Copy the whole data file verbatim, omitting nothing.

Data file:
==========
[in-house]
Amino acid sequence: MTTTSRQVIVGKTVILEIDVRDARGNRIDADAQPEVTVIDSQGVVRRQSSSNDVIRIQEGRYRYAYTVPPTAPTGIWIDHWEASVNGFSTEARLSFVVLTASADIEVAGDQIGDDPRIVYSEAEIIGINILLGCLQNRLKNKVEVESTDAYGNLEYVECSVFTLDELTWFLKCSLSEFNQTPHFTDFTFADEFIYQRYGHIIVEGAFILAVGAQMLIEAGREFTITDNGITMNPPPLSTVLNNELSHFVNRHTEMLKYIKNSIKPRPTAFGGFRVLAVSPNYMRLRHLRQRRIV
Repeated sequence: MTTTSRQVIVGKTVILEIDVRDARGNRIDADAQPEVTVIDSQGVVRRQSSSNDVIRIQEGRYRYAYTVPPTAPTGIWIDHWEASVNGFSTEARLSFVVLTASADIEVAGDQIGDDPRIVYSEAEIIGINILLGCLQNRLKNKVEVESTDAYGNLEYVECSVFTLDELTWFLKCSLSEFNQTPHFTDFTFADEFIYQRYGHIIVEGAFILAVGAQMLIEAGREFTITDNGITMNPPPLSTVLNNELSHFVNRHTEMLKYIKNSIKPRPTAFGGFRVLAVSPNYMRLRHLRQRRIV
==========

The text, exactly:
[in-house]
Amino acid sequence: MTTTSRQVIVGKTVILEIDVRDARGNRIDADAQPEVTVIDSQGVVRRQSSSNDVIRIQEGRYRYAYTVPPTAPTGIWIDHWEASVNGFSTEARLSFVVLTASADIEVAGDQIGDDPRIVYSEAEIIGINILLGCLQNRLKNKVEVESTDAYGNLEYVECSVFTLDELTWFLKCSLSEFNQTPHFTDFTFADEFIYQRYGHIIVEGAFILAVGAQMLIEAGREFTITDNGITMNPPPLSTVLNNELSHFVNRHTEMLKYIKNSIKPRPTAFGGFRVLAVSPNYMRLRHLRQRRIV
Repeated sequence: MTTTSRQVIVGKTVILEIDVRDARGNRIDADAQPEVTVIDSQGVVRRQSSSNDVIRIQEGRYRYAYTVPPTAPTGIWIDHWEASVNGFSTEARLSFVVLTASADIEVAGDQIGDDPRIVYSEAEIIGINILLGCLQNRLKNKVEVESTDAYGNLEYVECSVFTLDELTWFLKCSLSEFNQTPHFTDFTFADEFIYQRYGHIIVEGAFILAVGAQMLIEAGREFTITDNGITMNPPPLSTVLNNELSHFVNRHTEMLKYIKNSIKPRPTAFGGFRVLAVSPNYMRLRHLRQRRIV